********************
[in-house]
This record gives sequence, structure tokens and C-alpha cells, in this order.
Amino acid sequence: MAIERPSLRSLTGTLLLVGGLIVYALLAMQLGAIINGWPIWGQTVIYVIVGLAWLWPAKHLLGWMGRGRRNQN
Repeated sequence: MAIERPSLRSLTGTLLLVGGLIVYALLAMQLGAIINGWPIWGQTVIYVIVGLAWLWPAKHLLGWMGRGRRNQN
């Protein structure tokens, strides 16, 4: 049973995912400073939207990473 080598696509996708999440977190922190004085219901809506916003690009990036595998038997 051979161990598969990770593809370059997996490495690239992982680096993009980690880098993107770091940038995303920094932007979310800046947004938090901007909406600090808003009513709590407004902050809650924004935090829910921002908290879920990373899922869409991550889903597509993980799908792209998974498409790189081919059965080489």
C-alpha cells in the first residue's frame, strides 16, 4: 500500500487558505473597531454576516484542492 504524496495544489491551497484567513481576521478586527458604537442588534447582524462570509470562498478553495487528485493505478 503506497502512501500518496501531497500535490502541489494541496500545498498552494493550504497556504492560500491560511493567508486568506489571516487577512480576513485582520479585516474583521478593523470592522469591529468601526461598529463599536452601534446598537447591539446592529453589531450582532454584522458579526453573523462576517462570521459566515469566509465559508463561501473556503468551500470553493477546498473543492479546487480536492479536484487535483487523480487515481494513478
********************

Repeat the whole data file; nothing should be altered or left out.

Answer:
[in-house]
This record gives sequence, structure tokens and C-alpha cells, in this order.
Amino acid sequence: MAIERPSLRSLTGTLLLVGGLIVYALLAMQLGAIINGWPIWGQTVIYVIVGLAWLWPAKHLLGWMGRGRRNQN
Repeated sequence: MAIERPSLRSLTGTLLLVGGLIVYALLAMQLGAIINGWPIWGQTVIYVIVGLAWLWPAKHLLGWMGRGRRNQN
């Protein structure tokens, strides 16, 4: 049973995912400073939207990473 080598696509996708999440977190922190004085219901809506916003690009990036595998038997 051979161990598969990770593809370059997996490495690239992982680096993009980690880098993107770091940038995303920094932007979310800046947004938090901007909406600090808003009513709590407004902050809650924004935090829910921002908290879920990373899922869409991550889903597509993980799908792209998974498409790189081919059965080489």
C-alpha cells in the first residue's frame, strides 16, 4: 500500500487558505473597531454576516484542492 504524496495544489491551497484567513481576521478586527458604537442588534447582524462570509470562498478553495487528485493505478 503506497502512501500518496501531497500535490502541489494541496500545498498552494493550504497556504492560500491560511493567508486568506489571516487577512480576513485582520479585516474583521478593523470592522469591529468601526461598529463599536452601534446598537447591539446592529453589531450582532454584522458579526453573523462576517462570521459566515469566509465559508463561501473556503468551500470553493477546498473543492479546487480536492479536484487535483487523480487515481494513478